Estate planning often aims to achieve much more than simply designing a road map for the division of estate assets after death. Most estate plans, for example, also include tax avoidance strategies and tools. In fact, in years past creative estate planning was commonly used to pass down family wealth without incurring a substantial tax liability in the process. Uncle Sam finally started to catch on though and eventually implemented the Generation Skipping Tax, or GST, to make sure all transfers were ultimately taxed.
Just a couple of generations ago, crafty estate planning was used to pass huge estates down through families by creating life estates. The patriarch of the family would create a life estate for the children and then a new one was created for grandchildren and on down the generations. Because a life estate was not subject to gift and estate tax, the family wealth was passed down without ever paying gift and estate taxes. Creative use of trusts was also an estate planning technique that was widely used to avoid the payment of estate and gift taxes. By 1976 Uncle Sam was tired of missing out on its share of estate taxes and introduced the GST as a way to ensure that taxes were paid on the transfer of wealth in whatever form. The original GST was widely criticized, causing it to be repealed and replaced in 1986 with the current version.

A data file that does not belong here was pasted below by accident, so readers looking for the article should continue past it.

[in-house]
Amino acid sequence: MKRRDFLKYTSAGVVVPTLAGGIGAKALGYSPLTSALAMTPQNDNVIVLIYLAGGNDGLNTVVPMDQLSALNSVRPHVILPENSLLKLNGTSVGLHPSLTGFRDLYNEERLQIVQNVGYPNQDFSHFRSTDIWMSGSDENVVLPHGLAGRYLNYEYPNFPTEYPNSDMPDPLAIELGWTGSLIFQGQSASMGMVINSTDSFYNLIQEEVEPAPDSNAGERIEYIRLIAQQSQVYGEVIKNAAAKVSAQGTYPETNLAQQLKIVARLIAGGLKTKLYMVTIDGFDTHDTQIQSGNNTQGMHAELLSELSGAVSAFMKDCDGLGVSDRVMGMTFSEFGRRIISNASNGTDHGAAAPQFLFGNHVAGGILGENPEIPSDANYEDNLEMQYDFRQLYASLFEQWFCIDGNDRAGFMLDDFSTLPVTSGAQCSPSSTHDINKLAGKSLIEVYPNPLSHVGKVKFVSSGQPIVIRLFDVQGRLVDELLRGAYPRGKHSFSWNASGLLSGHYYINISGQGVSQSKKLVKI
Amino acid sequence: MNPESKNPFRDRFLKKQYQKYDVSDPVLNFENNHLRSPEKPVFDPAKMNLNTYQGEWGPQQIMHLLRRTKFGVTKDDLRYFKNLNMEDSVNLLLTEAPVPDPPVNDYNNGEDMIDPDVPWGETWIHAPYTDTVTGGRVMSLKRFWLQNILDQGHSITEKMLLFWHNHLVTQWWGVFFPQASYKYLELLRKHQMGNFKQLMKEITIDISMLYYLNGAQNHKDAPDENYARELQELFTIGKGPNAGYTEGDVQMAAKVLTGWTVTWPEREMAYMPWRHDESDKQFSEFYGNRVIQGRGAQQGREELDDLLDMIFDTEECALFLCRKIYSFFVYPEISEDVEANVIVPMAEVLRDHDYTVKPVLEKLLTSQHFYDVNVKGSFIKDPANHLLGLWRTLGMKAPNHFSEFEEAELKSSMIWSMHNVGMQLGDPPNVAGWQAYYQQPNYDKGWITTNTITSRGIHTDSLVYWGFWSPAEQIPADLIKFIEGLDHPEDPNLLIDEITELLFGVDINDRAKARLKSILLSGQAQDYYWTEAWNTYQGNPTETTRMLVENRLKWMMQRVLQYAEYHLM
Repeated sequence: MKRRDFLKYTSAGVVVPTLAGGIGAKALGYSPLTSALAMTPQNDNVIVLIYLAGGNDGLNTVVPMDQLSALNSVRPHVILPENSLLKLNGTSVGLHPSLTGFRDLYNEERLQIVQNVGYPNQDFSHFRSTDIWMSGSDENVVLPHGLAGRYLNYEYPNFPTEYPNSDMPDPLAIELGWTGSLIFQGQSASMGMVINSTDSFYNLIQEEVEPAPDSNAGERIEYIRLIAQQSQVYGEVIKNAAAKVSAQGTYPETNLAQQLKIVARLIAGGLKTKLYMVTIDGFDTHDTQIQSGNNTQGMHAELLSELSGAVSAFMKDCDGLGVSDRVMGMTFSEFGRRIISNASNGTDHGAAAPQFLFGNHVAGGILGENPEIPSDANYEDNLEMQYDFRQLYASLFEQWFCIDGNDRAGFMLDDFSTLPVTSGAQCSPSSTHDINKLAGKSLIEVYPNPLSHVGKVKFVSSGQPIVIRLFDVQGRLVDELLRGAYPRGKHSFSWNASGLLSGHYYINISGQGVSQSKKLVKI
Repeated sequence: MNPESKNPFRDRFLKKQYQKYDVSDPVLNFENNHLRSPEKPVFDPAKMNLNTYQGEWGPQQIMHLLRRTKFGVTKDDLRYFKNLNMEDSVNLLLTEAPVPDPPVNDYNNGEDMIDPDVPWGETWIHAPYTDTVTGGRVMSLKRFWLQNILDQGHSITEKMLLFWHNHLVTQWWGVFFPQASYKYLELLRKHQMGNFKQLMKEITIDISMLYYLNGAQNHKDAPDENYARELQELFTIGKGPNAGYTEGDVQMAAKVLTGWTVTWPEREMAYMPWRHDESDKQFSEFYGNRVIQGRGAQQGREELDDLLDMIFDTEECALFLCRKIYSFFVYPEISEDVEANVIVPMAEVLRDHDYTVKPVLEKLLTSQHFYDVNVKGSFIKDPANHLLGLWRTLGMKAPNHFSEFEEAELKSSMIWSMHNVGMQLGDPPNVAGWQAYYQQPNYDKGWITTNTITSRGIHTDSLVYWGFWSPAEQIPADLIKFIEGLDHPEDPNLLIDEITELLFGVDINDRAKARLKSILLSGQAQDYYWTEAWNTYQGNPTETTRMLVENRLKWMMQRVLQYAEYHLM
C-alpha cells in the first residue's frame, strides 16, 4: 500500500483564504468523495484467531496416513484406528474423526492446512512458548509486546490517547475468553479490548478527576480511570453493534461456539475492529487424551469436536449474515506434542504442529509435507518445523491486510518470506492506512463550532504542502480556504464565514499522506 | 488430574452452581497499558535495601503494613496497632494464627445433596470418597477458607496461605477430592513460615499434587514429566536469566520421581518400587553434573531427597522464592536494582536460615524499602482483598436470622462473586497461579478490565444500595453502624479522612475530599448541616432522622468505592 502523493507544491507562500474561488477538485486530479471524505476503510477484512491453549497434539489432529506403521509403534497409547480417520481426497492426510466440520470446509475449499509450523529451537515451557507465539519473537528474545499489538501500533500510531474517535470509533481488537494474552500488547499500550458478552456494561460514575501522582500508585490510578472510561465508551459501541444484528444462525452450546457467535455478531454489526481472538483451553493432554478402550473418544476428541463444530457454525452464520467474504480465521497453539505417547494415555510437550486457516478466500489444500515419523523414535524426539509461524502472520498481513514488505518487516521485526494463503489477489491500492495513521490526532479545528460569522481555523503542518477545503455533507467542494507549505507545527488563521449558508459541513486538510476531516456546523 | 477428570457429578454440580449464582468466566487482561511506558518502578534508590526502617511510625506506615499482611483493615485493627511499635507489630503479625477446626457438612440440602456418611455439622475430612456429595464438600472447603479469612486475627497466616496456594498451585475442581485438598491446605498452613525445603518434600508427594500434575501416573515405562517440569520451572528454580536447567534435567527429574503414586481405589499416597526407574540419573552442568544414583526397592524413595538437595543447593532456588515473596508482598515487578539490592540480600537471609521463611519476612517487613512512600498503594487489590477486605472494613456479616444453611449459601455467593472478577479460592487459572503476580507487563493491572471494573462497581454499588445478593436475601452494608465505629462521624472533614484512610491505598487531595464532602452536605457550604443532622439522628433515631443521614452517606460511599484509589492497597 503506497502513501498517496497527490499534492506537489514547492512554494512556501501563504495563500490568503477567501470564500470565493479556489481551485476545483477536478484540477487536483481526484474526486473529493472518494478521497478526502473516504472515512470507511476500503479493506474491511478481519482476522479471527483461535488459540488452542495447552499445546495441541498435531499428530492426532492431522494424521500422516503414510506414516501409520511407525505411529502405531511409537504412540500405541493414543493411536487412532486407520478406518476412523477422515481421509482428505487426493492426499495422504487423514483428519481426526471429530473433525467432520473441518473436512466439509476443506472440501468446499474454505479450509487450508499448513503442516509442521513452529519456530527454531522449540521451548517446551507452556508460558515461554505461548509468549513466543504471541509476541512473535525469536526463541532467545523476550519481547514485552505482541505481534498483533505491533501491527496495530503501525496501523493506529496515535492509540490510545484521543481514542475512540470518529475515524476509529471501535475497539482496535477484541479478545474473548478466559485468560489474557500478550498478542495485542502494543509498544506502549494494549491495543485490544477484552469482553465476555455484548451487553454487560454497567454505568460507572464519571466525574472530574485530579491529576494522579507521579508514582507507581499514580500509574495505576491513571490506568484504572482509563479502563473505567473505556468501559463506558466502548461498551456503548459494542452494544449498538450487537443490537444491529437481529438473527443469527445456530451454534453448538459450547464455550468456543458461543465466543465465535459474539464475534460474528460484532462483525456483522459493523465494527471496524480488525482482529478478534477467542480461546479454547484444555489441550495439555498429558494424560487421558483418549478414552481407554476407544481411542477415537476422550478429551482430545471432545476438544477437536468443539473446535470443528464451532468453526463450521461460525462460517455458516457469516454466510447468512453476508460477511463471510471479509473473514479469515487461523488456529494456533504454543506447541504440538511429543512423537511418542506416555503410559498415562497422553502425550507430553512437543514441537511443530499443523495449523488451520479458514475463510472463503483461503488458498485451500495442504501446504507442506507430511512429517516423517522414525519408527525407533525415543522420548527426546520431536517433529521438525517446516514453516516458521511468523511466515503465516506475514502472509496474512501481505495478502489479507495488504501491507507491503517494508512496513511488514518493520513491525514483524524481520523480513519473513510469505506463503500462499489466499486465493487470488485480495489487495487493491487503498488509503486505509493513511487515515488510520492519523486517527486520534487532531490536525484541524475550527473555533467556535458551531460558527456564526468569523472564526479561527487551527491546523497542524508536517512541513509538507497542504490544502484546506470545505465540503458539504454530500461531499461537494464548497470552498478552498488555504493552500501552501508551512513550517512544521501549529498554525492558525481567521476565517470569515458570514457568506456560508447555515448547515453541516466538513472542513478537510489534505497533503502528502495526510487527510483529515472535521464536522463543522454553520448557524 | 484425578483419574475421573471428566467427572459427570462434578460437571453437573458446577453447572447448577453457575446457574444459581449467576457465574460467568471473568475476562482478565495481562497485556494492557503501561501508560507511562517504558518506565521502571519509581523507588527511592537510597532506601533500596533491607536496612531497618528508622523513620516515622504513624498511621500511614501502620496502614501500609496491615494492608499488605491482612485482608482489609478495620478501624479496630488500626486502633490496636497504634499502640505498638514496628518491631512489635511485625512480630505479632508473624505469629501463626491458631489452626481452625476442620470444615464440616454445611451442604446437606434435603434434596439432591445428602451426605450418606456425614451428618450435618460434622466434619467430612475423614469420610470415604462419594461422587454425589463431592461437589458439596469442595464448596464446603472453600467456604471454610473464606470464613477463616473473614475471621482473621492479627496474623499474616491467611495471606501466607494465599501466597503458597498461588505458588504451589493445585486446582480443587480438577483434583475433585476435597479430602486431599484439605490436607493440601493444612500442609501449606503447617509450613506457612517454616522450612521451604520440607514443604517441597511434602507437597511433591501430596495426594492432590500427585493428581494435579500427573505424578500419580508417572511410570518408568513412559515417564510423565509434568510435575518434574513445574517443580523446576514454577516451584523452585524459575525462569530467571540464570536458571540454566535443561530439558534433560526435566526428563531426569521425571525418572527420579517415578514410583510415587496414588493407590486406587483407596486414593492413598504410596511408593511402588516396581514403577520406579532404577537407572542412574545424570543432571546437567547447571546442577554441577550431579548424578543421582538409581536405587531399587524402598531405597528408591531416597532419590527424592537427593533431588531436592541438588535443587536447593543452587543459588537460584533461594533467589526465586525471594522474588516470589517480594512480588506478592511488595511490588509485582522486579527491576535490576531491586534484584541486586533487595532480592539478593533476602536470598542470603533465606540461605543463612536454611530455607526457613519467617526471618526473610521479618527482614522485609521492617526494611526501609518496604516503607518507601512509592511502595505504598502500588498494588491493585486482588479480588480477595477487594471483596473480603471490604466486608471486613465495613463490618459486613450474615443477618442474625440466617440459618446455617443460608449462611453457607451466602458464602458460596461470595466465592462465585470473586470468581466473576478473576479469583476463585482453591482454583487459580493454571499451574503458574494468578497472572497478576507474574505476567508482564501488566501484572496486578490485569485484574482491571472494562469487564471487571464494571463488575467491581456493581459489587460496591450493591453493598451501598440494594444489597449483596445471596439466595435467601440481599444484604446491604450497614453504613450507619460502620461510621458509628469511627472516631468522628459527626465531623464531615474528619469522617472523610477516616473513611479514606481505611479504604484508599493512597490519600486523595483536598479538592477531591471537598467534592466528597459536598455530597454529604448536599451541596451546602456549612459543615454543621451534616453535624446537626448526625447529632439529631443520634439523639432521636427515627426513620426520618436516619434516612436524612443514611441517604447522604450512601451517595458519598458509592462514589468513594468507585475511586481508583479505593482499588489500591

The generation skipping tax is a rather complicated tax in an already complex tax system. Remembering the purpose of the tax helps — the purpose of the GST is to tax transfers of wealth that managed to slip through and not incur gift and estate taxation. The lifetime exemption that a taxpayer is entitled to for purposes of figuring gift and estate taxes applies to the GST as well, meaning that for 2014 a taxpayer may exempt $5.34 million before the GST could be imposed.
The GST tax is one of those taxes that can sneak up and throw a serious “monkey wrench” into an estate plan if you did not consider the tax ahead of time. For this reason, it is always best to consult with an experienced estate planning attorney before setting up trusts, life estates, or any other transfer of wealth.
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